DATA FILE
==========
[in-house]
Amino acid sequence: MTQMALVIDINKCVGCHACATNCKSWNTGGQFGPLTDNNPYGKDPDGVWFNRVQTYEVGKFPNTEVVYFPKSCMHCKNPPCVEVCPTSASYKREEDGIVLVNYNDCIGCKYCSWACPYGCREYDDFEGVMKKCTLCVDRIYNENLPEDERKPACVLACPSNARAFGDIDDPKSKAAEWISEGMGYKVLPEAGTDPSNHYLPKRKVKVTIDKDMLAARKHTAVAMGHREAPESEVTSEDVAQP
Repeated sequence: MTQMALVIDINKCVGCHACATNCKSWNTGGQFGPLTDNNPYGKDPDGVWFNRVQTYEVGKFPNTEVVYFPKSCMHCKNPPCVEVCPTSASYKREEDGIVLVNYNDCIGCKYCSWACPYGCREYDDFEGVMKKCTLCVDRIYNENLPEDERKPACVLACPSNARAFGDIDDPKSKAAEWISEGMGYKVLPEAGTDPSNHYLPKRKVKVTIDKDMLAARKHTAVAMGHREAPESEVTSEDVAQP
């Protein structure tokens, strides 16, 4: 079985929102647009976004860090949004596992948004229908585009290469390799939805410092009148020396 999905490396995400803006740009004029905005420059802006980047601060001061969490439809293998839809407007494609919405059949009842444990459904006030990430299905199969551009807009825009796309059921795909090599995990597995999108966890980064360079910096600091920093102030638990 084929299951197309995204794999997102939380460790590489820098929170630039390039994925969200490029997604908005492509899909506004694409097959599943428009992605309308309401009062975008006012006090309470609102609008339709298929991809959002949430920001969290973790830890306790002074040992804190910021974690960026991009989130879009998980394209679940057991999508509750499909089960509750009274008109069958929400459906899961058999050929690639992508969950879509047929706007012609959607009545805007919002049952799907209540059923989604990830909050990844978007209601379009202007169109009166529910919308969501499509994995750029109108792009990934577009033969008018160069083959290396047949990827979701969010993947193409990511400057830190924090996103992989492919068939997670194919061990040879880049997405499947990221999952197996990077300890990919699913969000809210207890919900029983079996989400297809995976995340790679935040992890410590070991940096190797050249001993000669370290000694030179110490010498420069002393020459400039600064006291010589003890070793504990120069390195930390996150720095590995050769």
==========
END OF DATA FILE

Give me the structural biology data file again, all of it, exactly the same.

[in-house]
Amino acid sequence: MTQMALVIDINKCVGCHACATNCKSWNTGGQFGPLTDNNPYGKDPDGVWFNRVQTYEVGKFPNTEVVYFPKSCMHCKNPPCVEVCPTSASYKREEDGIVLVNYNDCIGCKYCSWACPYGCREYDDFEGVMKKCTLCVDRIYNENLPEDERKPACVLACPSNARAFGDIDDPKSKAAEWISEGMGYKVLPEAGTDPSNHYLPKRKVKVTIDKDMLAARKHTAVAMGHREAPESEVTSEDVAQP
Repeated sequence: MTQMALVIDINKCVGCHACATNCKSWNTGGQFGPLTDNNPYGKDPDGVWFNRVQTYEVGKFPNTEVVYFPKSCMHCKNPPCVEVCPTSASYKREEDGIVLVNYNDCIGCKYCSWACPYGCREYDDFEGVMKKCTLCVDRIYNENLPEDERKPACVLACPSNARAFGDIDDPKSKAAEWISEGMGYKVLPEAGTDPSNHYLPKRKVKVTIDKDMLAARKHTAVAMGHREAPESEVTSEDVAQP
């Protein structure tokens, strides 16, 4: 079985929102647009976004860090949004596992948004229908585009290469390799939805410092009148020396 999905490396995400803006740009004029905005420059802006980047601060001061969490439809293998839809407007494609919405059949009842444990459904006030990430299905199969551009807009825009796309059921795909090599995990597995999108966890980064360079910096600091920093102030638990 084929299951197309995204794999997102939380460790590489820098929170630039390039994925969200490029997604908005492509899909506004694409097959599943428009992605309308309401009062975008006012006090309470609102609008339709298929991809959002949430920001969290973790830890306790002074040992804190910021974690960026991009989130879009998980394209679940057991999508509750499909089960509750009274008109069958929400459906899961058999050929690639992508969950879509047929706007012609959607009545805007919002049952799907209540059923989604990830909050990844978007209601379009202007169109009166529910919308969501499509994995750029109108792009990934577009033969008018160069083959290396047949990827979701969010993947193409990511400057830190924090996103992989492919068939997670194919061990040879880049997405499947990221999952197996990077300890990919699913969000809210207890919900029983079996989400297809995976995340790679935040992890410590070991940096190797050249001993000669370290000694030179110490010498420069002393020459400039600064006291010589003890070793504990120069390195930390996150720095590995050769």